Jungsik

Hmm, a high-end Korean restaurant? I am definitely down. Jungsik is a 2-star Michelin restaurant that serves contemporary Korean cuisine in TriBeCa. I wanted to try it because I had never been to anything remotely close to Korean fine dining. I’m fortunate enough to live close to Koreatown in LA, where the BBQ joints and tofu houses are cheap and delicious, but Korean haute cuisine simply does not exist in LA, nor in most US cities for that matter.

Jungsik’s atmosphere was on the quieter side, and the overall feel of the restaurant was more modern and Western-style than Asian, with white table cloths and elegantly dressed servers. The food was excellent throughout, with few faults. The service was polite and efficient, albeit a bit uninteresting.

Overall judgment: 4 of 5 stars

I had pretty high expectations going into my meal at Jungsik, and I thought it was a very good dining experience overall. I don’t have any complaints about any of the dishes that I had — everything was solid. However, I was expecting to be wowed by some aspect of the meal, and I ended up not feeling that strongly about any of the dishes. For the most spectacular meals of my life, I can still vividly remember at least one dish that absolutely blew me away. That just didn’t end up happening for me at Jungsik, and therefore, Jungsik is a 4 star and not a 5 star in my book.

We ordered the tasting menu, which is $160 per person. Below is the progression of our meal, from start to finish:

Amuse bouches. Shitake mushroom broth, chicken over spicy mayo with pickled daikon radish, squid ink chip, rolled “cigar” stuffed with eel mousse. This was one of the more interesting dishes of the night. The mushroom broth and rolled cigar were my favorites of the bunch.

IMG_1244Egg. Poached chicken egg with broth and crispy rice puff. You really can’t go wrong with a poached egg. The egg was lightly poached, and yolk seemed to burst out of the egg upon first poke. The truffle dashi broth provided rich flavor without overwhelming the egg. 

IMG_1245Scallop. Roasted buckwheat and seaweed broth. The scallop was perfectly cooked and tender. The seaweed broth would have been better with more spice.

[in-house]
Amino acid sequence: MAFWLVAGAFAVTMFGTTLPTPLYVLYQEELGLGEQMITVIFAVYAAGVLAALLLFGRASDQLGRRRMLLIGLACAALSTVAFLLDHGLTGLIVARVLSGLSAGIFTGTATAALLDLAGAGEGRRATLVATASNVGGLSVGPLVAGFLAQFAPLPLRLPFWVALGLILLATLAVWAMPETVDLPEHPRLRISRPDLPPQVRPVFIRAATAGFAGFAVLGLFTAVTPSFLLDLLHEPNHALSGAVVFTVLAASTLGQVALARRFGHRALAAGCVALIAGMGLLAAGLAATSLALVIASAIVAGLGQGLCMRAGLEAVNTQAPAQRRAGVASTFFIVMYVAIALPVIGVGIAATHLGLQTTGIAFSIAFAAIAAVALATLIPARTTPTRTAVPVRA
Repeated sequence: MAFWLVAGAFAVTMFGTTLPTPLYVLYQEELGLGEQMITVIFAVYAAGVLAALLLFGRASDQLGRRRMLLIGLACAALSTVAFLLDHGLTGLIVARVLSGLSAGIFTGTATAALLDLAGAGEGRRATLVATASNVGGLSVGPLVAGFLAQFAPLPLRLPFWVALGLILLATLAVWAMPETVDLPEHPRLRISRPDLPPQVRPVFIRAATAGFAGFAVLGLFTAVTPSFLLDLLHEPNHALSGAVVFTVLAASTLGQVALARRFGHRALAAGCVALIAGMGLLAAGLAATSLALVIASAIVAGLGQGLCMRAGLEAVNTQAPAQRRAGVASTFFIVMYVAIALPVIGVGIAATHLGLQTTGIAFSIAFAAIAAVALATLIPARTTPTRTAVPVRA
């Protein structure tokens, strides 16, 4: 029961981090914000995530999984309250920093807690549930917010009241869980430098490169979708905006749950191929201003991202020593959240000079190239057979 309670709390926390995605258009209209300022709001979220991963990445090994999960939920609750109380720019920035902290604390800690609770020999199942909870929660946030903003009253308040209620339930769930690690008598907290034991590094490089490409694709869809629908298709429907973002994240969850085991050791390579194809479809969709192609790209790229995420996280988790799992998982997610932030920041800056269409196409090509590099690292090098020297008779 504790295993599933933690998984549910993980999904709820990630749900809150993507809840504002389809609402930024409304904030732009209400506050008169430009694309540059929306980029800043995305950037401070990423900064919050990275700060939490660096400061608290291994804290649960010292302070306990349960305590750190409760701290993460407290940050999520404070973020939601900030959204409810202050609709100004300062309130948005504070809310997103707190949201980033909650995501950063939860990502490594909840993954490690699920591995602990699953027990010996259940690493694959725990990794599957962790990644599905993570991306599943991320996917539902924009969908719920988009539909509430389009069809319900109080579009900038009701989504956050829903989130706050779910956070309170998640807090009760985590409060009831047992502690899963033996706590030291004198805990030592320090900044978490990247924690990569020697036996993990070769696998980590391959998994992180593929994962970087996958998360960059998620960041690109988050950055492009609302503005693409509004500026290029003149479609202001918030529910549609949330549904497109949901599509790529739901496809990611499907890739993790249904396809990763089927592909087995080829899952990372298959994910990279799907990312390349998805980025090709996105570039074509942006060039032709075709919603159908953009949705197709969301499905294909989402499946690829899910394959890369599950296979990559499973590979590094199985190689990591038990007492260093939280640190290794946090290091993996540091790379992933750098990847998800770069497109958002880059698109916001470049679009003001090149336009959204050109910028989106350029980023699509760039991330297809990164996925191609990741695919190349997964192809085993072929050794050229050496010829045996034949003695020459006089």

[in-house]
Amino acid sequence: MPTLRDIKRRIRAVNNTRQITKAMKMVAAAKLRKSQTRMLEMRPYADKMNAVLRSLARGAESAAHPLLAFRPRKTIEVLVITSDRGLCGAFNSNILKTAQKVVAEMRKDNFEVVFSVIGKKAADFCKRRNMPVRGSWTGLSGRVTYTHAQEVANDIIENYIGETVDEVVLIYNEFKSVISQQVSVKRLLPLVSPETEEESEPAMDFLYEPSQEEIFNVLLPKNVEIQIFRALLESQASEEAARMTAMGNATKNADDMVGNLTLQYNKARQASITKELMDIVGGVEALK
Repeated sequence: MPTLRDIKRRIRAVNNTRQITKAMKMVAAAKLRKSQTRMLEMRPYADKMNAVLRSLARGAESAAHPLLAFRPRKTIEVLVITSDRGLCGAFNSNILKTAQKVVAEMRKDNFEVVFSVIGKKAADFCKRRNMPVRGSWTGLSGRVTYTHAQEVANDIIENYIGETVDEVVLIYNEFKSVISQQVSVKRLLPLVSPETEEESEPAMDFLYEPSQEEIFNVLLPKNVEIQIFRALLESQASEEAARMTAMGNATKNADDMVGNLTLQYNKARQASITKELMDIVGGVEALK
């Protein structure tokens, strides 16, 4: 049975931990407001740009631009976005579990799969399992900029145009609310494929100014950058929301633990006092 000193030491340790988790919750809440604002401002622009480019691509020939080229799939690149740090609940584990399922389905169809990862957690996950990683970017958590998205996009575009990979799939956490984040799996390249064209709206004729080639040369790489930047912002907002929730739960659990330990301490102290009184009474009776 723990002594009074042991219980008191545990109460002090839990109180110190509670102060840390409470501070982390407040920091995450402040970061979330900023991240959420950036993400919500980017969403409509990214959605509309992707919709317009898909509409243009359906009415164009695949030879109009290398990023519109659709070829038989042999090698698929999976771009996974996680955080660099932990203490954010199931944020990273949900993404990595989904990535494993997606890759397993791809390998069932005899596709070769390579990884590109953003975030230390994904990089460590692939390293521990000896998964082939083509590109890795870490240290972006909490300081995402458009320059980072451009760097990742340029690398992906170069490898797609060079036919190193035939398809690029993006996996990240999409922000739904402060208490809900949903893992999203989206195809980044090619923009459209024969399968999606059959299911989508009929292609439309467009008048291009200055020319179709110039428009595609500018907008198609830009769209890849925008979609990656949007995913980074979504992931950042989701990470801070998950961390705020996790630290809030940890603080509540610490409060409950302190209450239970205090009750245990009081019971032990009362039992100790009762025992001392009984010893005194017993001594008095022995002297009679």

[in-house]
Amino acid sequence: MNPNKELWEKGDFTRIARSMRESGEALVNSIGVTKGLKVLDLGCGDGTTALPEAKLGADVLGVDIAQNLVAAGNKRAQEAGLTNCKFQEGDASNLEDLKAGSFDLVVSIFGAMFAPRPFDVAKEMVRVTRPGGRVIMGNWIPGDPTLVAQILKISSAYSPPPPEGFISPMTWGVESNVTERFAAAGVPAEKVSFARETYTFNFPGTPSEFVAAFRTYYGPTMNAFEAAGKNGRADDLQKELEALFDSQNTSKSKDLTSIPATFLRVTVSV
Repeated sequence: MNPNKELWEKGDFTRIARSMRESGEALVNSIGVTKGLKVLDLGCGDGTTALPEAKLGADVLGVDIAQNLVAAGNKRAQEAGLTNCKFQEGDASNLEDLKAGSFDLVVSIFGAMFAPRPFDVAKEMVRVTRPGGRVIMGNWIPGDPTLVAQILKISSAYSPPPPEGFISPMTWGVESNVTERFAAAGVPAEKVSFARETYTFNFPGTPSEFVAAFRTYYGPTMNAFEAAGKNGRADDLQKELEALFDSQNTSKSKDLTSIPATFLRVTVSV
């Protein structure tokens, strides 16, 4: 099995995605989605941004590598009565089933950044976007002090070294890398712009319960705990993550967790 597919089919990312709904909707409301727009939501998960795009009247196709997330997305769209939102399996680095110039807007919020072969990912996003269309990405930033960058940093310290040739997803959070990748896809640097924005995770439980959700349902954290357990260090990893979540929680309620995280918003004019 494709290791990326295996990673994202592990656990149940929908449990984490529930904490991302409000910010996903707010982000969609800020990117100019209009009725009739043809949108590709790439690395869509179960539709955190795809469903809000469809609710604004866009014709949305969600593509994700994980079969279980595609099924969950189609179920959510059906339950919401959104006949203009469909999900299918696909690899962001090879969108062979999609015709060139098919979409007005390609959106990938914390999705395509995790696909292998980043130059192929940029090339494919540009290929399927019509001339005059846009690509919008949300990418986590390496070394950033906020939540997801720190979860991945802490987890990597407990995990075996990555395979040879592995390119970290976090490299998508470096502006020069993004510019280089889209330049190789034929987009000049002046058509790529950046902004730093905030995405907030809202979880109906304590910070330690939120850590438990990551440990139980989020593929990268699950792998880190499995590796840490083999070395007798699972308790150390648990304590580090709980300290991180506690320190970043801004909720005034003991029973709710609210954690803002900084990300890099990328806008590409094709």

IMG_1029Fried oyster. Squid ink bread crumbs, anchovy aioli and pickled salad. I didn’t particularly enjoy the fried oysters rolled in bread crumbs (why would you fry oysters in the first place?!). However, the anchovy aioli and pickled carrots were quite tasty.

IMG_1030Braised octopus. Fermented soybean paste and fermented chili paste. The octopus was cooked well, with the right amount of firmness.

IMG_1031Fried red snapper. Vietnamese cilantro and peppers. I enjoyed the mild flavoring of the red snapper. The skin, however, was a bit crispier than I would have liked.

IMG_1032Royal bibimbap. I was prepared for an enormous portion of rice, but I was glad that the bibimbap came in a much smaller serving. There was so much truffle that it blanketed the rice, making for a richly flavored and delicious dish.

IMG_1033Wagyu beef. Picked daikon radish. If you’re going to position wagyu beef as the highlight of the tasting menu, then it had better be fantastic. Unfortunately the wagyu beef here didn’t do much for me, and the pickled daikon radish did not pair well with the meat.

IMG_1034Sorbet. Anjou pear and earl grey with pink peppercorn. We then moved into the dessert courses. The sorbet was light and refreshing.

IMG_1251Green tea cremeux. This dessert was beautifully presented and masterfully combined different textures and flavors (green tea, vanilla, berries).

IMG_1252Creme brulee. The creme brulee was standard fare, aside from the addition of sesame seeds.

IMG_1038-1All in all, Jungsik was a very good meal. The meal was technically sound — nothing was poorly flavored or cooked improperly — but as I mentioned earlier, the food didn’t really stand out to me. I think in retrospect I was surprised that the food was not as creative or Korean-inspired as I thought it would be. When I look back at the tasting menu, nothing strikes me as particularly Korean (even the bibimbap was more mushroom risotto than traditional bibimbap). It makes me wonder how much they adapted their menu for the New York crowd. I’d be interested to try the Jungsik in Seoul to see how it compares. Upon first glance, the menu for the Seoul restaurant appears to be quite different. I’ll keep it in mind for some day in the future when I visit Seoul…

Jungsik, 2 Harrison Street, New York, NY 10013

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